• By Richmond Castle -

    Inscribed lower centre: By Richmond Castle and dated 1719
    pen and brown ink and washes over pencil on laid paper
    12.4 by 17.8cm., 4 3/4 by 7 inches

    This is one of a group of views of Richmond Castle drawn by Place in 1719. Others from the group are in Leeds City Art Gallery, the British Museum and the Victoria and Albert Museum. Another drawing by Place dated 1719, of York, is in York City Art Gallery.

    This drawing is typical of the eighteenth century `tinted drawing' used for topographical views - done first in pencil, then pen and ink, and with the light and shadows depicted by thin sepia washes. This is one of over hundred drawings by Place originally in the collection of Sir Bruce Ingram and sold at Sotheby's in 1964

    Sir Bruce Ingram, his sale, Sotheby's, 21st October 1964, lot 105 (part);
    With Alister Mathews, Bournemouth, 1972;
    Private Collection until 2006

    Richard Tyler, Francis Place 1647-1728, Exhibition Catalogue, 1971, p.69, under no.86

  • Sheriff Hutton Castle, Yorkshire -

    Pen and brown ink and wash over pencil on laid paper

    25.1 by 18.6 cm., 9 ? by 7 ? inches



    By descent to the artist?s daughter Ann;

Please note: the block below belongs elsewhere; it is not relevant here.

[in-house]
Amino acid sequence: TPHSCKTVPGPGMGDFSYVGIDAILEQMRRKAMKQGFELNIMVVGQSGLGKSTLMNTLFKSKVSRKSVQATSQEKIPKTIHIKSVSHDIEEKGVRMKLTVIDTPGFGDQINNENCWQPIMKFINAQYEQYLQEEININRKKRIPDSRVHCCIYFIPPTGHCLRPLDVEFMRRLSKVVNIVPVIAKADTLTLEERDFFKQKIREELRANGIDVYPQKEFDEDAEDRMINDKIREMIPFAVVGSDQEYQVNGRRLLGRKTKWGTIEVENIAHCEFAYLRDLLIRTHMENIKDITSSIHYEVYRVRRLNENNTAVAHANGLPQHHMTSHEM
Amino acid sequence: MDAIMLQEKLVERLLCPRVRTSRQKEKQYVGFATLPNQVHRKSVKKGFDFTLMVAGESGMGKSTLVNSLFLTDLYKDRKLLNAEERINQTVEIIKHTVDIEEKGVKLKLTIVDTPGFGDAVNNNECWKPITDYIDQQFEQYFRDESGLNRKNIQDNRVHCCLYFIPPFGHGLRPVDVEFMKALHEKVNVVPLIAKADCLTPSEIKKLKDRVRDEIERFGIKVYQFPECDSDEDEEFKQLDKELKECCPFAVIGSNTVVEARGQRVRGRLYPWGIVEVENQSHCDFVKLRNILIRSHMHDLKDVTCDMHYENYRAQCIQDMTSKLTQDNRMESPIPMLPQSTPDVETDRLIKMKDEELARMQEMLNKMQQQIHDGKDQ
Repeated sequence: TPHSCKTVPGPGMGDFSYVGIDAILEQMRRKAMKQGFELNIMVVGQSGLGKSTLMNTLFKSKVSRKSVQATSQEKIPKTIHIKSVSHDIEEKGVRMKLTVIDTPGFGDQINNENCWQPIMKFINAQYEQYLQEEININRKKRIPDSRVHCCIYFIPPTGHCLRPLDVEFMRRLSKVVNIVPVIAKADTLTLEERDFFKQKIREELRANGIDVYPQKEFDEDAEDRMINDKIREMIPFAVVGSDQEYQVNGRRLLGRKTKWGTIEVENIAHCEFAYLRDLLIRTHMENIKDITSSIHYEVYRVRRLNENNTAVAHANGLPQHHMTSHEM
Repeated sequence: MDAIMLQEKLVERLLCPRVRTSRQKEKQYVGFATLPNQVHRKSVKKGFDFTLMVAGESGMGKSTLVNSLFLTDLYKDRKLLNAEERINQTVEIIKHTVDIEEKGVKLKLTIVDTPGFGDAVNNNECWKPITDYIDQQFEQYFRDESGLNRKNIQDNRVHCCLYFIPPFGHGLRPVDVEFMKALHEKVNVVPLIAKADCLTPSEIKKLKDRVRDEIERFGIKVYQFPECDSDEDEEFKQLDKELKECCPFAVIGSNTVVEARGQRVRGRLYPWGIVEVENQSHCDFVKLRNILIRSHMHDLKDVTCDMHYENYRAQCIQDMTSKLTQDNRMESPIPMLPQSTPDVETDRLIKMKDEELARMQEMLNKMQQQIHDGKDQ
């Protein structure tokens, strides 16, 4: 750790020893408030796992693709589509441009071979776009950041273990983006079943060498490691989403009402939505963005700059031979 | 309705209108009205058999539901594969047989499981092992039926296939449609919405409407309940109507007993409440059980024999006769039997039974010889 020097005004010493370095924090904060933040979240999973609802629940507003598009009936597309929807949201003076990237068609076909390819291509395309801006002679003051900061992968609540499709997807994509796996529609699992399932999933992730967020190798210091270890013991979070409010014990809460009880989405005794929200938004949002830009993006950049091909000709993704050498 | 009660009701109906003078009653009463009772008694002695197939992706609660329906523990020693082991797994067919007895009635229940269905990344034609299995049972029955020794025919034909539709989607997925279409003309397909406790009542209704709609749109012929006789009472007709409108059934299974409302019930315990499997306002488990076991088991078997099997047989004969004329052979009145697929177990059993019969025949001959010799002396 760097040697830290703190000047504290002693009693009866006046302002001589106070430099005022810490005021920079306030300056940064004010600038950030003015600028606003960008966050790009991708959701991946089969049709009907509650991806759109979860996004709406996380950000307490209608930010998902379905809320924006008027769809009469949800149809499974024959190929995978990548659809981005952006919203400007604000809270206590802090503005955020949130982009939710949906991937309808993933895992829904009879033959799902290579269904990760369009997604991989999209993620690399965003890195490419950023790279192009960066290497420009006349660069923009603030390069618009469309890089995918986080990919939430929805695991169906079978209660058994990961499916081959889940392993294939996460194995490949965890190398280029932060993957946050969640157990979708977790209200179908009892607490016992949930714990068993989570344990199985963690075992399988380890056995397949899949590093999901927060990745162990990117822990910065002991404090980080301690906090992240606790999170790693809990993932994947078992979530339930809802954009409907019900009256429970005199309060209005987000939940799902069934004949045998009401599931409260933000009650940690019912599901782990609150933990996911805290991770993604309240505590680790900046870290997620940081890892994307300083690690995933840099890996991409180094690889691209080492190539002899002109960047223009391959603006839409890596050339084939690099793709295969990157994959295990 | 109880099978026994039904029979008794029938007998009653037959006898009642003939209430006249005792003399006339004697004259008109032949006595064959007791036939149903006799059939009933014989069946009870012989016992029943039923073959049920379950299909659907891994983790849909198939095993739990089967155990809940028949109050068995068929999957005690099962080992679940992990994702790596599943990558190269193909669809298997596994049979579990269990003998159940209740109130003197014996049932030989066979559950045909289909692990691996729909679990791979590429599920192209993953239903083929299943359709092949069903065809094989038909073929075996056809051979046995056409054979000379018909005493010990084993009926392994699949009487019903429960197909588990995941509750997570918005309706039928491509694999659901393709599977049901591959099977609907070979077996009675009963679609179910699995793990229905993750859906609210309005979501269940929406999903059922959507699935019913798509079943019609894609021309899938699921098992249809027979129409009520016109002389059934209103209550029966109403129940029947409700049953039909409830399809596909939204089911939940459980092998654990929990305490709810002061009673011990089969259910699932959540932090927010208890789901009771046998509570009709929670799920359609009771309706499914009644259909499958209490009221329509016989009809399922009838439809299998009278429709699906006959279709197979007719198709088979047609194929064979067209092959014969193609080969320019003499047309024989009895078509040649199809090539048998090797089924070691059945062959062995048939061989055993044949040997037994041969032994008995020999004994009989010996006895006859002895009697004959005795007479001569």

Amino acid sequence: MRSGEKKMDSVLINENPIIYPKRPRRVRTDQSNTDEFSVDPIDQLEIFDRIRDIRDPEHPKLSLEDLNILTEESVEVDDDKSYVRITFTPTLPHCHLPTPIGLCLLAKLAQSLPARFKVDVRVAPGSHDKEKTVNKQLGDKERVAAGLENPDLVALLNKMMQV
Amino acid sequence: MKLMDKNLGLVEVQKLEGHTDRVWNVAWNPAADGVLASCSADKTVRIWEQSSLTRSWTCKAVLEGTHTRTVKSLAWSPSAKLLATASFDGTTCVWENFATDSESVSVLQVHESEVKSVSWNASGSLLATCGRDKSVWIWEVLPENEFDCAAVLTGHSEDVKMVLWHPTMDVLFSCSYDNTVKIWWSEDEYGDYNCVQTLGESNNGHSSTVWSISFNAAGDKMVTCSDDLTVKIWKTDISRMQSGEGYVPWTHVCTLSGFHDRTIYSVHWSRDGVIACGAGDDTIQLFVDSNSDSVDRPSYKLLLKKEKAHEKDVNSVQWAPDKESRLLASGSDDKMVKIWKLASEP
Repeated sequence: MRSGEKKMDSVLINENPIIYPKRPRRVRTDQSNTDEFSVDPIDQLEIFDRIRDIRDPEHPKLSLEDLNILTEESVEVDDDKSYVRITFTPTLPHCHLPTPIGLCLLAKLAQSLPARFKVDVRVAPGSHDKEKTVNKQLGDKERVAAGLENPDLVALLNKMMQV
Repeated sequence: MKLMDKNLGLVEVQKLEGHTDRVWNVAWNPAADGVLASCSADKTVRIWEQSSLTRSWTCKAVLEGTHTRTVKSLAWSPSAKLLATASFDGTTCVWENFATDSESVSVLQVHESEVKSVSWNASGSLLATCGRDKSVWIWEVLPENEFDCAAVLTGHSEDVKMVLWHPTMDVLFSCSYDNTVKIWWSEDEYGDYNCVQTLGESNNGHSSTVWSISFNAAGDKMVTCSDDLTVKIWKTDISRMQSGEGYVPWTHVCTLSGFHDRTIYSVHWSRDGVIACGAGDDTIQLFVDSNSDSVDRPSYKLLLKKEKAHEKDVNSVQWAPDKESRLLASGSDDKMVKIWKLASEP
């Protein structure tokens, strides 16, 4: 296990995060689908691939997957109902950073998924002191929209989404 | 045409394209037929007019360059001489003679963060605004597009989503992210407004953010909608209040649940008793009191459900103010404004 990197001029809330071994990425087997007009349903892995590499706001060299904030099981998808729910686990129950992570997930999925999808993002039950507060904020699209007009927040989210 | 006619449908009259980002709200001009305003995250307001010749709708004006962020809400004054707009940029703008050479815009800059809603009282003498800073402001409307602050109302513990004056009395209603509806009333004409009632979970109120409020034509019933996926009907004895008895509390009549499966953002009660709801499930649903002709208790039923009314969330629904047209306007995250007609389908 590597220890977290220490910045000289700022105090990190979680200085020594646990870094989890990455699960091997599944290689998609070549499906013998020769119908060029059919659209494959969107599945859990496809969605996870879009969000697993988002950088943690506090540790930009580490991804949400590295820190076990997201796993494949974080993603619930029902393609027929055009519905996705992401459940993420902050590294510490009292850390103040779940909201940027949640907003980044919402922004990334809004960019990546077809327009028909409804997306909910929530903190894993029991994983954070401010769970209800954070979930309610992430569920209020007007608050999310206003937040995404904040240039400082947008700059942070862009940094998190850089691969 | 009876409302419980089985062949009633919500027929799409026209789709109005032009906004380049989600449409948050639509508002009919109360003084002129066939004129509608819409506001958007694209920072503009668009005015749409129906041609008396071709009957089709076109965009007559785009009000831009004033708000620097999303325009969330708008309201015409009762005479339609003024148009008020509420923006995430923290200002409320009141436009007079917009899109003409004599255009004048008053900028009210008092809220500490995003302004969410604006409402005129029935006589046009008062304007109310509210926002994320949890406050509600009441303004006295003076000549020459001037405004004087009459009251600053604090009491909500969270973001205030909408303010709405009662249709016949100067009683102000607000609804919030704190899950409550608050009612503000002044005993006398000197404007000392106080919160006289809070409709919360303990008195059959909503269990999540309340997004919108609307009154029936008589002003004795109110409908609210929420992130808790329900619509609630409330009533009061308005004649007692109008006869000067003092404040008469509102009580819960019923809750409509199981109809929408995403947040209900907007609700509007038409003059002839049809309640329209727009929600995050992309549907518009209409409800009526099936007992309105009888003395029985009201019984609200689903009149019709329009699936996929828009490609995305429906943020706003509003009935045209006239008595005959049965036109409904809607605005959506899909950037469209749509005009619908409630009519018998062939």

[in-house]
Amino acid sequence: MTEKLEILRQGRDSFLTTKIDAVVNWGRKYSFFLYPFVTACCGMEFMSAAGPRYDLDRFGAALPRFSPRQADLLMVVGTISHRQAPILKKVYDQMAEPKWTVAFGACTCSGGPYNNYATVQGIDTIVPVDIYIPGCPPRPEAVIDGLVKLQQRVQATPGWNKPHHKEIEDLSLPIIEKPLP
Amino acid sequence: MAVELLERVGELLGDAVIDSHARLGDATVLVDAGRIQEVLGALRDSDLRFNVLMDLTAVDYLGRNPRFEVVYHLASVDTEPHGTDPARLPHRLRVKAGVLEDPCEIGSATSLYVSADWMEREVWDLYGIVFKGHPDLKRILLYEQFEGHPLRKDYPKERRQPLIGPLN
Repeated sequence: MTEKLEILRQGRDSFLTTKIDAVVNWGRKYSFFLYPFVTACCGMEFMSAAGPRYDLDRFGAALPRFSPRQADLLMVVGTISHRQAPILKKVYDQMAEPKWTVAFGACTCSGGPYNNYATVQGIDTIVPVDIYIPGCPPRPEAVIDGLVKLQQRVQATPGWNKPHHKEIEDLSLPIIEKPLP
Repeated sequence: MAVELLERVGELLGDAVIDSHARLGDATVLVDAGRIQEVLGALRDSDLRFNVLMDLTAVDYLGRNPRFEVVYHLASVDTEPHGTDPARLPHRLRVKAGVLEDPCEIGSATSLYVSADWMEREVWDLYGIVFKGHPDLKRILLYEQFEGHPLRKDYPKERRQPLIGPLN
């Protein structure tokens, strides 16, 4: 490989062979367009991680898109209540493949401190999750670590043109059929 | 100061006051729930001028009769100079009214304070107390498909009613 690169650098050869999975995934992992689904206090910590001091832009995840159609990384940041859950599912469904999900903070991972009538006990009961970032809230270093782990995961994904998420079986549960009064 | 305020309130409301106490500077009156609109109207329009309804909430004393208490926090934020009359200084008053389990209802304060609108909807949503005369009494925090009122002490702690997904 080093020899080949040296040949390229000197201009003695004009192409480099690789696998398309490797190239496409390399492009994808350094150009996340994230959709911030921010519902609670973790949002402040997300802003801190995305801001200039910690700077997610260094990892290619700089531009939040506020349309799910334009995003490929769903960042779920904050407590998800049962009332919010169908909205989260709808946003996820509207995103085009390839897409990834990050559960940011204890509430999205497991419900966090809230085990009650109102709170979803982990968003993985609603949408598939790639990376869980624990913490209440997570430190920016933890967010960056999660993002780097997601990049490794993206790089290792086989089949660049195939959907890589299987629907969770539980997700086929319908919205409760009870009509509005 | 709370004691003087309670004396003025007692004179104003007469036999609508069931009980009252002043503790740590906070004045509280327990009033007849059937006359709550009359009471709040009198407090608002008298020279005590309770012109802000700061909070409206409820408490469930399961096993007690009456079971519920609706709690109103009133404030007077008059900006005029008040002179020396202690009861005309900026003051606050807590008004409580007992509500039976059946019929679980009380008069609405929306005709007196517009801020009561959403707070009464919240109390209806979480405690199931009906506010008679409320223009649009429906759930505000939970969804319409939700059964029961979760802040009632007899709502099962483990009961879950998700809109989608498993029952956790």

Her third son Francis Parrott (c.1725-1795);

    By descent to his grand-daughter, Elizabeth Fraser (d.1873);

    Her second son, the artist, Patrick Allan Fraser (1817-1889) of Hospitalfield, Arbroath;

    The sale of his collection, Sotheby?s, 10th June 1931, lot 148 (part);

    With the Squire Gallery, London, 1936


    A view of the castle by Place dated to 1718 is in York City Art Gallery (see Richard Tyler, Francis Place 1647-1728, Exhibition Catalogue, no.83) and a similar upright drawing of the castle, dated 1715, is in Leeds City Art Gallery. A further drawing of the castle looking south towards the city of York is on the verso of a sketchbook page by Place in the British Museum. This was one of two views of Sheriff Hutton Castle in the Squire Gallery exhibition of 1936.


    Place was born in Yorkshire and went to London to study law but the Plague of 1665 forced him to abandon his studies and he returned to York. He devoted him to drawing and became one of a group of artists and antiquaries known as the ?York Virtuosi?. He recorded many local buildings in a style influenced by his friend Wenceslaus Hollar (1607-1677), one of the earliest topographical artists working in watercolour in this country.

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